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“I wanted to be a sculptor. For me, it’s the same thing to work the fabric or the stone” Mme Gres.

Doo Ri Chung’s Spring/Summer 2012 collection ventured into new territory for the designer, who is known for her Mme Gres inspired gowns in their drapery and fluidity. Perhaps in an effort to avoid predictability, Chung has explored the use of tailoring and structure in her garments, proving there is more to her than her signature draping by interspersing prints and pleating.

Gres and Chung both share a love of jersey fabrics and the Korean-born designer is open about her Gres inspiration;

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“I’m always inspired by Mme Gres, I understand her affinity for the fabric because I have the same sort of love for jersey aswell”

However, Chung’s work is not a pastiche. Her garments ooze New York city sophistication, and her twist on urban chic brings Gres’ inspiration into the modern day. The collection showed a variety of elements, all brought together under the Chung umbrella; classic draped dresses formed a safe base, allowing more adventurous printed pieces to shine through. All the prints were hand drawn and inspired by artists such as Audrey Beardsley, which resulted in a more tender and intimate edge to the garments.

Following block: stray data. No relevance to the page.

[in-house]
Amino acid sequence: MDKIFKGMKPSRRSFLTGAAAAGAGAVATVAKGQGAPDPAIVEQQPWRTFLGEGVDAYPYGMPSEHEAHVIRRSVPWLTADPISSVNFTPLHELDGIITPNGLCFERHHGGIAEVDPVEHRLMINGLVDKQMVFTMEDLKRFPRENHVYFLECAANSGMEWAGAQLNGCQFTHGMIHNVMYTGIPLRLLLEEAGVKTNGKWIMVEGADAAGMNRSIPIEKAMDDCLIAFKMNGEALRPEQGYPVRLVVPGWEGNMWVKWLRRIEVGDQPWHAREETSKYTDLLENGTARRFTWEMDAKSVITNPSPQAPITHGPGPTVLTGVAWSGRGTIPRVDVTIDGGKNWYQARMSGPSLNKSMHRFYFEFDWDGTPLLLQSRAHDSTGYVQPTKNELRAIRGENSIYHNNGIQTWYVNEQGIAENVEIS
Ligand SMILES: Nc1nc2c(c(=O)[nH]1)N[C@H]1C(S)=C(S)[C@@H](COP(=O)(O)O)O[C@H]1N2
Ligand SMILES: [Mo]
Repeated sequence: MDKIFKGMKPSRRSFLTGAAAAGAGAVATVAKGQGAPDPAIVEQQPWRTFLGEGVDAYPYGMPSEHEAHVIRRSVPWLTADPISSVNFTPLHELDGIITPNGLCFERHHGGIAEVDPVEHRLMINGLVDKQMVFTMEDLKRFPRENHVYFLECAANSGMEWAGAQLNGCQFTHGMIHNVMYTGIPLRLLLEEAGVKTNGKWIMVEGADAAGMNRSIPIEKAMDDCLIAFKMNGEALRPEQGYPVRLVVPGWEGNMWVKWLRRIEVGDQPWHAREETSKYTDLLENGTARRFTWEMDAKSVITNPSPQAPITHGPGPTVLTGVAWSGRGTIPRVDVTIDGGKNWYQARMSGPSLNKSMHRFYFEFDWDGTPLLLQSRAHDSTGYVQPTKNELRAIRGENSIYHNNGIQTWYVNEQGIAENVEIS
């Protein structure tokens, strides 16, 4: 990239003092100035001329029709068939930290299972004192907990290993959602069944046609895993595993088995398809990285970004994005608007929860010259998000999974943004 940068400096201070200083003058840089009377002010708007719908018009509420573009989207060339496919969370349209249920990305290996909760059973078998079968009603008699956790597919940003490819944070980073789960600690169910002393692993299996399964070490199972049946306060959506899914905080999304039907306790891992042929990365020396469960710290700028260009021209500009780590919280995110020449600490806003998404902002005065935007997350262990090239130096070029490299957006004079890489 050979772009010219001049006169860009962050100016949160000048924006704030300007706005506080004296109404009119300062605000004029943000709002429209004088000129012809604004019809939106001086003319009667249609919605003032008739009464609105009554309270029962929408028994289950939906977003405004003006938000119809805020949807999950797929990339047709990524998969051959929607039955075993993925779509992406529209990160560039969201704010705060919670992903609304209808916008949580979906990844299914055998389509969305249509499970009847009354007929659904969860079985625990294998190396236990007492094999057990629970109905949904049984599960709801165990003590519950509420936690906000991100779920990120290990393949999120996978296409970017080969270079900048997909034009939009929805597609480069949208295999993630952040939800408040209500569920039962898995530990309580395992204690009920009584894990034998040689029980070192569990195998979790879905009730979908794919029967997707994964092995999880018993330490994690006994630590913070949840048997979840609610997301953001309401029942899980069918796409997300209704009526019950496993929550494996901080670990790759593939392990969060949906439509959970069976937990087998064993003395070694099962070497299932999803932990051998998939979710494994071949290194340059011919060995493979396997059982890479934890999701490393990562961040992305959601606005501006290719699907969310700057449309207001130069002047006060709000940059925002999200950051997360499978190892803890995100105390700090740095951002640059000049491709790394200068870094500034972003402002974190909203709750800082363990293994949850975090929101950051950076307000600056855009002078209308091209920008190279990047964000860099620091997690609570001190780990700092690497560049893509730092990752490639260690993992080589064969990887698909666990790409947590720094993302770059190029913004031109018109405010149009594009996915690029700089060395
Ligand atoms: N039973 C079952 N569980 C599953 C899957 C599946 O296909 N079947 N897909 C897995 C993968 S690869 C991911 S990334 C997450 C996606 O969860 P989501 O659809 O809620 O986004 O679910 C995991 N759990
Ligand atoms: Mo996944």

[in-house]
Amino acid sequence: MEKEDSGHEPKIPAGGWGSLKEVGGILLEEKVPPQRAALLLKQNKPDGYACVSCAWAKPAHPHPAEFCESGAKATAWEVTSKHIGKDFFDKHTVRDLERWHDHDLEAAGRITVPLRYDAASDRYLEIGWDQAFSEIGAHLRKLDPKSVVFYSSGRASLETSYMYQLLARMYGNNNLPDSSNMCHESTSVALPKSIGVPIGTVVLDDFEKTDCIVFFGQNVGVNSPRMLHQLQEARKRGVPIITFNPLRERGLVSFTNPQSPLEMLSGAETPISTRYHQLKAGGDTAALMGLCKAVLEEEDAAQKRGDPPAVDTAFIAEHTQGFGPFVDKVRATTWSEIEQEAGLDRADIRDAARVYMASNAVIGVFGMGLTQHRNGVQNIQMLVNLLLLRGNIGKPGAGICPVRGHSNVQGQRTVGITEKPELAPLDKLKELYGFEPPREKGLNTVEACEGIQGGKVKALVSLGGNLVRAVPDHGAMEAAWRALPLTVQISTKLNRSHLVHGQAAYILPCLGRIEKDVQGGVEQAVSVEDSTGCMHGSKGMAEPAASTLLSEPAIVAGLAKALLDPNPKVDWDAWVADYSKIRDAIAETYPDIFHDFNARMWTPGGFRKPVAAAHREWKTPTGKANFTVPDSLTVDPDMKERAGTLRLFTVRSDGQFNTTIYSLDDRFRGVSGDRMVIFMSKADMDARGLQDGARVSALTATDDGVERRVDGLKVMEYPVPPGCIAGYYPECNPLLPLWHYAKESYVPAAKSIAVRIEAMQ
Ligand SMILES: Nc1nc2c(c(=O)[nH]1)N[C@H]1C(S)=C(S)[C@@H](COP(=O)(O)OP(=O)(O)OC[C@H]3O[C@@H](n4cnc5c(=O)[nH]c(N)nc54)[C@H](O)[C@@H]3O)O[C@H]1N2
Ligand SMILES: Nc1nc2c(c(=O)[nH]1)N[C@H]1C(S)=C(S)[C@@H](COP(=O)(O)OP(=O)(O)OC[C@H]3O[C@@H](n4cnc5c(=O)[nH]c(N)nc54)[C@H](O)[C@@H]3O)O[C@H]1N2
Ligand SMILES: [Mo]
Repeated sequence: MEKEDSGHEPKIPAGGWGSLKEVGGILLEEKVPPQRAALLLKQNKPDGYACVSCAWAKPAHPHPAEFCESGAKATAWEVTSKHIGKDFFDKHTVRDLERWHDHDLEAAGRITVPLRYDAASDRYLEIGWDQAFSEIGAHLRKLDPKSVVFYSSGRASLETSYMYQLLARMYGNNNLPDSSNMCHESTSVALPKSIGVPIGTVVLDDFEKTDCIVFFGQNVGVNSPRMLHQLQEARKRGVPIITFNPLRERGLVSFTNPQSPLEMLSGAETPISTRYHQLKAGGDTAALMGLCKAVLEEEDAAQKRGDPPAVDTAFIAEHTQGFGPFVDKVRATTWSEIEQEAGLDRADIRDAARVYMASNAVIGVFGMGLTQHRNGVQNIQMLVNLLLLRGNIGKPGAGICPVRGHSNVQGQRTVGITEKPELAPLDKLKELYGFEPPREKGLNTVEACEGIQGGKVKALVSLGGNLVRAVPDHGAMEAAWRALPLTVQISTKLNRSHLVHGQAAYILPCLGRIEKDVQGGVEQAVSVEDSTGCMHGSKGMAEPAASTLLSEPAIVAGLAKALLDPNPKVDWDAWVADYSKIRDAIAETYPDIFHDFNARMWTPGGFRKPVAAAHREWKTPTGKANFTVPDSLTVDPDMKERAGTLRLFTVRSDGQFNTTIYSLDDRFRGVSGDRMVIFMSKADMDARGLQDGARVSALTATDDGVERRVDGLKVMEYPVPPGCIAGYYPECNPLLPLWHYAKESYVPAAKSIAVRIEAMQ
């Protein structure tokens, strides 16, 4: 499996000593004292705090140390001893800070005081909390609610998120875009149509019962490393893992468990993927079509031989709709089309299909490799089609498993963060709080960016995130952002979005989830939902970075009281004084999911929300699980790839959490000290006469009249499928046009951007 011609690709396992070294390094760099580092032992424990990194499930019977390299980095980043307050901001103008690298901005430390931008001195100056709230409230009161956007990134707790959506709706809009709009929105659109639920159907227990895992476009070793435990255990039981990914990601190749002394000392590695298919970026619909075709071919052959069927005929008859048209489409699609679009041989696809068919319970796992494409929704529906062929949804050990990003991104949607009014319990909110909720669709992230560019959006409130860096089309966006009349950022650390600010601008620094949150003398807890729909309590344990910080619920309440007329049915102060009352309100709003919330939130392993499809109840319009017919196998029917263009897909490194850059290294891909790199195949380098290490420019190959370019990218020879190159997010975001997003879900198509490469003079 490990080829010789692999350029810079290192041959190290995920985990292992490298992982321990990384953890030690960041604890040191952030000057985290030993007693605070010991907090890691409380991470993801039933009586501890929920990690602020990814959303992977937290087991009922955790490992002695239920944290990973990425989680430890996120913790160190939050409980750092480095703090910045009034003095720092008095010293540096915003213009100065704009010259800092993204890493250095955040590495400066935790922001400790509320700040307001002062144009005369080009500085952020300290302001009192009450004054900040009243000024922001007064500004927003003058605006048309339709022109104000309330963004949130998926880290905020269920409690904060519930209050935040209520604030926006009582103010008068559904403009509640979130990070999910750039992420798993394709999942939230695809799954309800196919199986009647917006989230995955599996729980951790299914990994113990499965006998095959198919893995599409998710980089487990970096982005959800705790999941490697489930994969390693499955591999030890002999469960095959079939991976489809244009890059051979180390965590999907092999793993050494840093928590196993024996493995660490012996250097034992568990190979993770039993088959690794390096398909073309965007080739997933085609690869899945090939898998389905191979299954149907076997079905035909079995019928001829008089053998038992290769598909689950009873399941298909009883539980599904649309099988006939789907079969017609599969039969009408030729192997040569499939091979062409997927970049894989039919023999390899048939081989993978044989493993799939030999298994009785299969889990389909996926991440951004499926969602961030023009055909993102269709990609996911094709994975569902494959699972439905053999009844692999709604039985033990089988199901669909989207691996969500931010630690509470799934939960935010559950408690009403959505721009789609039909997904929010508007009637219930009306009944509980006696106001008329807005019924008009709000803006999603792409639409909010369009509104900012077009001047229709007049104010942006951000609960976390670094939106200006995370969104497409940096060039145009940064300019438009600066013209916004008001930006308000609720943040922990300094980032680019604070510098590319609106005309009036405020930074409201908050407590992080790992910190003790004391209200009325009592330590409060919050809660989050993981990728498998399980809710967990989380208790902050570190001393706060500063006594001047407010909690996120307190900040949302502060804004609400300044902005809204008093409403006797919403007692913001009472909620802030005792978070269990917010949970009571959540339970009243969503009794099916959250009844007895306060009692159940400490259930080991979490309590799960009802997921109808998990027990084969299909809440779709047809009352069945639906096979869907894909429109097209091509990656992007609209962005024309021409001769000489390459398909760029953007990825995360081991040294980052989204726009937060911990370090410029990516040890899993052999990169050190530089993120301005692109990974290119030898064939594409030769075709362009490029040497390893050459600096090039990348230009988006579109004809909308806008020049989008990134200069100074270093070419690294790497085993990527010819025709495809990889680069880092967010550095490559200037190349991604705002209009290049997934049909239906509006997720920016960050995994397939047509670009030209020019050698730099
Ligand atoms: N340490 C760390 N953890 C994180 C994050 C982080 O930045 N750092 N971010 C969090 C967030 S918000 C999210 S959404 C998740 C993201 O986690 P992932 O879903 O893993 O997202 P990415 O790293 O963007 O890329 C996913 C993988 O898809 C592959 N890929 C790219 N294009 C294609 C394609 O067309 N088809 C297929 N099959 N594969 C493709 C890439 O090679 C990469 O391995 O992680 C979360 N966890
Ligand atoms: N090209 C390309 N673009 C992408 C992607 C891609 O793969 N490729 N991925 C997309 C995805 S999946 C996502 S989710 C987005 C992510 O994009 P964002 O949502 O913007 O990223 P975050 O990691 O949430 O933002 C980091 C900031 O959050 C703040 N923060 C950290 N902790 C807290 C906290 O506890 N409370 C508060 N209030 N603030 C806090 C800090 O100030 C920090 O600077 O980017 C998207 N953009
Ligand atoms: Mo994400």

Her expansion into a more vivid colour palette produced a more progressive collection, whilst the garments still retained an air of simplicity and grace. Chung also explored tailored trouser suits and loose blazers, however her efforts to infuse detailing into the pieces resulted in a somewhat cluttered finish. Her sleek lines were impeccable and perhaps would have been more striking without the inclusion of fringing. Chung’s tentative dip into the unknown proved successful overall as she kept her feet firmly on the ground by sticking to hints of her signature, producing a sleek and promising collection.

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Written by Camilla Harrison

Camilla is currently in her final year studying BA Fashion History and Theory at Central St Martins and is a freelance writer for a range of publications and websites, writing fashion, arts and culture. In the last year, Camilla has been archiving the garments and history of Margaret Howell.

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